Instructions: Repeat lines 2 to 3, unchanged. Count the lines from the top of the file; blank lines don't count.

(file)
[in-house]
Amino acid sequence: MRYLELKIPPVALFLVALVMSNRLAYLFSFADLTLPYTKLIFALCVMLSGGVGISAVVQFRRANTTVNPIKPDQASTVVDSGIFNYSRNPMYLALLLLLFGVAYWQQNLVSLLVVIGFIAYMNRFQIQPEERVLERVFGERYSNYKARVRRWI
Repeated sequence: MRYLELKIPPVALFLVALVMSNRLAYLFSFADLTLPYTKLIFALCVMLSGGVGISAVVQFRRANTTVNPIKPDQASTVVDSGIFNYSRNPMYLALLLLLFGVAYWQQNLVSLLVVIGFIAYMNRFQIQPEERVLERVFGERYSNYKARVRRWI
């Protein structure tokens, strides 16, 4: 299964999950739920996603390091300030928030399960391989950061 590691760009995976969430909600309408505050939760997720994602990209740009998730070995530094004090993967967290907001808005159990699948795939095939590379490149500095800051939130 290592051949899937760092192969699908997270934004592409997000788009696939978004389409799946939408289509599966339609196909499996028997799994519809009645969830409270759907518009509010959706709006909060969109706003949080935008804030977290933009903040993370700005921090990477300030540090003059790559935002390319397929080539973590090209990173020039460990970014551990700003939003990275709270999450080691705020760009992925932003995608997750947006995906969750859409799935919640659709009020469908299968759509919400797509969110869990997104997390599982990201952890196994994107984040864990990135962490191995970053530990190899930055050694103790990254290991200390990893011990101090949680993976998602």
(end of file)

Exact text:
Amino acid sequence: MRYLELKIPPVALFLVALVMSNRLAYLFSFADLTLPYTKLIFALCVMLSGGVGISAVVQFRRANTTVNPIKPDQASTVVDSGIFNYSRNPMYLALLLLLFGVAYWQQNLVSLLVVIGFIAYMNRFQIQPEERVLERVFGERYSNYKARVRRWI
Repeated sequence: MRYLELKIPPVALFLVALVMSNRLAYLFSFADLTLPYTKLIFALCVMLSGGVGISAVVQFRRANTTVNPIKPDQASTVVDSGIFNYSRNPMYLALLLLLFGVAYWQQNLVSLLVVIGFIAYMNRFQIQPEERVLERVFGERYSNYKARVRRWI